Monday, November 11, 2013

Special Exits: Book Review

Published September 2010
by Fantagraphic Books.
After seeing Special Exits on several lists for outstanding graphic novels, I decided to see how the author / illustrator Joyce Farmer tackled the subject of the growing frailty of her father and step-mother.

Farmer's graphic novel is semi-biographical, detailing the day-to-day challenges that a mature couple--Lars and Rachel--face as they experience greater and greater health challenges while living in their South Los Angeles home.  

Part of the novel's historical context includes Lars and Rachel having to manage during the 1992 Rodney King riots that took place in their neighborhood and surrounding area. 

Rachel's health declines first. She has trouble with her vision, her memory, and her mobility. She ends up living on the couch in the living room. Lars does his best to care for her, but he starts to wear down emotionally and physically. And Lars has some serious health problems himself that he masks for the majority of the novel.

Lars' daughter, Laura, offers a great deal of support. However, it's never quite enough since the parents and the adult child don't all live together. Also Laura and her husband have other responsibilities. The novel also shows how difficult it is to acquire senior services and how problematic nursing home care can be. 

I have read a number of books about caregiving, but the graphic novel format gives an additional intimacy and immediacy to the challenges of this time of life. Farmer depicts the clutter piling up in Lars' and Rachel's home, the sponge baths Rachel receives, the healthy food and the unhealthy food available in their home, the neighbors who offer what help they can, Rachel's frequent cries for help, the consequences of falls, and so forth.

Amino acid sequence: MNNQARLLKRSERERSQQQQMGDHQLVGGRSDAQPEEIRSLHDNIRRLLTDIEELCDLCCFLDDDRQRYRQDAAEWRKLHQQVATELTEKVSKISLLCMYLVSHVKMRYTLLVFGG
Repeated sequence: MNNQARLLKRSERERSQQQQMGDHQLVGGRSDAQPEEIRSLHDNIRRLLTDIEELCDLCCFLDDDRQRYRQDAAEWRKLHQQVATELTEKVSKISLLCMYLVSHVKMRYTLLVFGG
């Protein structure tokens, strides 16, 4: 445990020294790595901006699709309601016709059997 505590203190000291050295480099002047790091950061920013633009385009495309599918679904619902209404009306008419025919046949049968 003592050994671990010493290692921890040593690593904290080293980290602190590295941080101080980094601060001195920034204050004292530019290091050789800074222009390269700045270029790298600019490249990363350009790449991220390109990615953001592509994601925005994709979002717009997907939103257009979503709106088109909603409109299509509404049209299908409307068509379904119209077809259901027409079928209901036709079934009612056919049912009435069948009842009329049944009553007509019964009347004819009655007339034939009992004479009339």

Yes, the book depicts the harsh realities of late life. But Farmer also includes flashbacks to the couple's younger years. And Farmer humanizes them by showing their tenderness for each other and their treasures stored in the house.  Laura, the adult child in the graphic novel, also shows great tenderness towards Lars and Rachel. 

Farmer brings immense experience as a graphic novelist. She was a pioneer of the adult comic book genre who was a contemporary and feminist counter-point to Robert Crumb.  The drawings in this graphic novel are black and white with no color added.  The result? The panels are gritty, realistic, and convey emotion. These are not slick, highly stylized images of the imagination. They are based on experience and memory of her five years spent as caregiver for her father and step-mother.  

If you want to thumb through the book (virtually), check out this video preview from the publisher.



  1. I will check this sounds very interesting. Thank you for the tip.

    b+(Retire In Style Blog)

  2. This is one of my favorite books - definitely my favorite graphic book. Lars and Rachel reminded me of my in-laws and Laura's situation reminded me of my husband and sister-in-law. I read it a few years ago and still think about it.